The U.S. continues to lead the world in its capacity to produce the latest in medical technology innovation, but emerging markets like China, India and Brazil are catching up, according to a new report released by PricewaterhouseCoopers. The report, "Medical Technology Innovation Scorecard: The race for global leadership," is based on the findings of the PwC Medical Technology Innovation Scorecard, which evaluates nine nations: Brazil, China, France, Germany, India, Israel, Japan, the U.K. and the U.S.
"The medical technology field in the U.S. has long benefited from a confluence of social, technical, political and economic forces that came together to create an ecosystem which fosters medical technology innovation," said Michael Swanick, U.S. Pharmaceuticals, Medical Device and Life Sciences Industry leader, PwC. "However, the balance of these forces is beginning to change, driven by global economic dynamics, governmental policies and the actions of individual companies and entrepreneurs." And, the report adds, U.S. consumers aren't always the first to benefit from medical technology and could eventually be last. Indeed, innovators already are going first to market in Europe and, by 2020, likely will move into emerging countries next.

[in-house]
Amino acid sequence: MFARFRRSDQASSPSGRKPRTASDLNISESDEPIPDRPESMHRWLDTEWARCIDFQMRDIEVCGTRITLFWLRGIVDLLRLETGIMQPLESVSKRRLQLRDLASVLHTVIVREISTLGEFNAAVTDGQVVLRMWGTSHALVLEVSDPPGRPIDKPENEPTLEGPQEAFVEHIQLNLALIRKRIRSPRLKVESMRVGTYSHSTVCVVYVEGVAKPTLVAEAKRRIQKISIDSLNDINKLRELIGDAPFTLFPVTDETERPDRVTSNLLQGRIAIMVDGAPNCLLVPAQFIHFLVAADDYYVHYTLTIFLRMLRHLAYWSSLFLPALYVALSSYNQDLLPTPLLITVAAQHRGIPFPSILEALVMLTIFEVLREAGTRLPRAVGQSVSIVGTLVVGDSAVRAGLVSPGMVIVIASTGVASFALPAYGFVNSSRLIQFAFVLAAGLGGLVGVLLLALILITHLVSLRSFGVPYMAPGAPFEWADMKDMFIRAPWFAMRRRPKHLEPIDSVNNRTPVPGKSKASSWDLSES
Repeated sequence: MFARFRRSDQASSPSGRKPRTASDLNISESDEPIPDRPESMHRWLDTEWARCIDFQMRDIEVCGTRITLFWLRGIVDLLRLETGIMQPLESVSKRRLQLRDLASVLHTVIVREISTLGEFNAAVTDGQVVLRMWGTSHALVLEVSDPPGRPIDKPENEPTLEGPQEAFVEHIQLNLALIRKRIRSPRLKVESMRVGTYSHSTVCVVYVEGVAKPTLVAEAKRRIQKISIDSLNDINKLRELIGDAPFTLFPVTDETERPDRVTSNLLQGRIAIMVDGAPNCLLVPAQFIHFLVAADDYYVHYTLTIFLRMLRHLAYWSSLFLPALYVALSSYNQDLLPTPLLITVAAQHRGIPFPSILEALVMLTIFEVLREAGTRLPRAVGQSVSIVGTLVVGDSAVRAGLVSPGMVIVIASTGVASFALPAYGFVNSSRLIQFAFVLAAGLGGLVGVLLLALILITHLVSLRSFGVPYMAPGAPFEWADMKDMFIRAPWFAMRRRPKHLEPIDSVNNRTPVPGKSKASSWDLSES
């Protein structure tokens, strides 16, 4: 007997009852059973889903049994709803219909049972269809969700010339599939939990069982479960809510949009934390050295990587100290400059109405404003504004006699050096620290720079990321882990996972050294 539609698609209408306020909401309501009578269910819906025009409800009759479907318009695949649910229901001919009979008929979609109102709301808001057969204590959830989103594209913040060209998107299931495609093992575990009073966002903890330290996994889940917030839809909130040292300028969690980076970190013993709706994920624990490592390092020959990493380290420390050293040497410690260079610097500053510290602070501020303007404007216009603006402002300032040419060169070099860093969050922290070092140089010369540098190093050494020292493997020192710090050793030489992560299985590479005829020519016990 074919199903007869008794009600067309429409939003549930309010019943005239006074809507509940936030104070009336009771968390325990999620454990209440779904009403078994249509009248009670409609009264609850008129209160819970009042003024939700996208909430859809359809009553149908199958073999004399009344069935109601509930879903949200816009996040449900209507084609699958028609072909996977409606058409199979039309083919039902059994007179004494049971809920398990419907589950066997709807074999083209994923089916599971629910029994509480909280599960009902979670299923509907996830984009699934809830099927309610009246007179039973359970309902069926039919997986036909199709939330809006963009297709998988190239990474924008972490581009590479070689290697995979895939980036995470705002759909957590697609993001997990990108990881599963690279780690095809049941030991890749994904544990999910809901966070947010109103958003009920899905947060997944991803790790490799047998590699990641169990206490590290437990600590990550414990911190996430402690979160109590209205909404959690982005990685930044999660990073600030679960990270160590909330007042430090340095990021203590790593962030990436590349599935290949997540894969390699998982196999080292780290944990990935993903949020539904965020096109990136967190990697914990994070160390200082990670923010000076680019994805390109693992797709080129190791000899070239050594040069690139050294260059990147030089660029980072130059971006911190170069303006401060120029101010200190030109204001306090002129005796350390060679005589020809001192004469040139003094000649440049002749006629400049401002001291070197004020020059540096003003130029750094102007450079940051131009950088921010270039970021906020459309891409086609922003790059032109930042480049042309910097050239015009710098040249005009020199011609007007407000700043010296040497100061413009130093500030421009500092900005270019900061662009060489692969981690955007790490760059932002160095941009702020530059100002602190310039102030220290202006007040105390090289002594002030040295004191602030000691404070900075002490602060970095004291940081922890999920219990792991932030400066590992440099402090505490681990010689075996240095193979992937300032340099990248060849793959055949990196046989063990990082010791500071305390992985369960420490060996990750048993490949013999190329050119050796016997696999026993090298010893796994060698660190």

The report also found the following:
- On a scale of 1 to 9, with 9 as the highest score, the U.S. currently has a total score of 7.1 and is the global leader in medical technology innovation. Because of decades of innovation dominance, the U.S. continues to show the greatest capacity for medical technology innovation;
- The scores of the other developed nations (the U.K., Germany, Japan and France) fall within a tight band of 4.8 to 5.4. Among the developed countries included in this study, Germany and the U.K. demonstrate the strongest support for innovation and Japan the weakest;
- Israel, despite its small size, ranks near the level of the European nations, which indicates its strong capacity to foster innovation; and
- The emerging markets lag behind developed ones. China, with its powerful economic growth engine, scores 3.4, ranking it higher than India and Brazil, each of which scored 2.7.
However, the report notes, the shift away from the U.S. is not necessarily preordained. Factors related to intellectual property protection, difficulty of doing business in some emerging countries and weak local supplier networks could make these markets less attractive.
- check out the PwC release
- here's the scorecard